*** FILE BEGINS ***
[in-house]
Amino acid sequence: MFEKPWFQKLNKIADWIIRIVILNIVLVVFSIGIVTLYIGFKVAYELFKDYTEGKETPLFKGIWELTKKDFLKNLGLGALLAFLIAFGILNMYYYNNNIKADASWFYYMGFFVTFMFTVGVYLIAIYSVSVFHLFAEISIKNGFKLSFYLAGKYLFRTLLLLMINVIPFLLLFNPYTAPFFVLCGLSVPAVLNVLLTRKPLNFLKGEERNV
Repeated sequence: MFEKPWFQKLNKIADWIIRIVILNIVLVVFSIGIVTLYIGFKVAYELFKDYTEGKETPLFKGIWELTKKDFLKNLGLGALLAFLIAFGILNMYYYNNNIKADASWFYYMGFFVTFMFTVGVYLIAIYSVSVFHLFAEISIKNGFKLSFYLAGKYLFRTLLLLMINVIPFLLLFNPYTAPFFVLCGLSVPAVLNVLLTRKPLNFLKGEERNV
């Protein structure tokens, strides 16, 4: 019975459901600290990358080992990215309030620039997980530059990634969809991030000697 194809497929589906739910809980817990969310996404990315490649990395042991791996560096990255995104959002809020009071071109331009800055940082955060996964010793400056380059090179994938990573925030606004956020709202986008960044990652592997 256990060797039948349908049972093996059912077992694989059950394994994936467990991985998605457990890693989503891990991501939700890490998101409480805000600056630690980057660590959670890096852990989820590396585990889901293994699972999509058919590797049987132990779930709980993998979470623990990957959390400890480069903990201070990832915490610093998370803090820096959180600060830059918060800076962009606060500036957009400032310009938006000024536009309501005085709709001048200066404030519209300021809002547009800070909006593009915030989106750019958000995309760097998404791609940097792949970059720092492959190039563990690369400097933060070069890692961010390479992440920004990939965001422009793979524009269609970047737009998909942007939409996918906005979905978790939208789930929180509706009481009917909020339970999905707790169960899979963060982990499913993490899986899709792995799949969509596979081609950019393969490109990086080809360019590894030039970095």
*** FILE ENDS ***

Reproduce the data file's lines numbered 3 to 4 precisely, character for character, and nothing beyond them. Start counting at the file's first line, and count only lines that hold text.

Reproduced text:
Repeated sequence: MFEKPWFQKLNKIADWIIRIVILNIVLVVFSIGIVTLYIGFKVAYELFKDYTEGKETPLFKGIWELTKKDFLKNLGLGALLAFLIAFGILNMYYYNNNIKADASWFYYMGFFVTFMFTVGVYLIAIYSVSVFHLFAEISIKNGFKLSFYLAGKYLFRTLLLLMINVIPFLLLFNPYTAPFFVLCGLSVPAVLNVLLTRKPLNFLKGEERNV
């Protein structure tokens, strides 16, 4: 019975459901600290990358080992990215309030620039997980530059990634969809991030000697 194809497929589906739910809980817990969310996404990315490649990395042991791996560096990255995104959002809020009071071109331009800055940082955060996964010793400056380059090179994938990573925030606004956020709202986008960044990652592997 256990060797039948349908049972093996059912077992694989059950394994994936467990991985998605457990890693989503891990991501939700890490998101409480805000600056630690980057660590959670890096852990989820590396585990889901293994699972999509058919590797049987132990779930709980993998979470623990990957959390400890480069903990201070990832915490610093998370803090820096959180600060830059918060800076962009606060500036957009400032310009938006000024536009309501005085709709001048200066404030519209300021809002547009800070909006593009915030989106750019958000995309760097998404791609940097792949970059720092492959190039563990690369400097933060070069890692961010390479992440920004990939965001422009793979524009269609970047737009998909942007939409996918906005979905978790939208789930929180509706009481009917909020339970999905707790169960899979963060982990499913993490899986899709792995799949969509596979081609950019393969490109990086080809360019590894030039970095």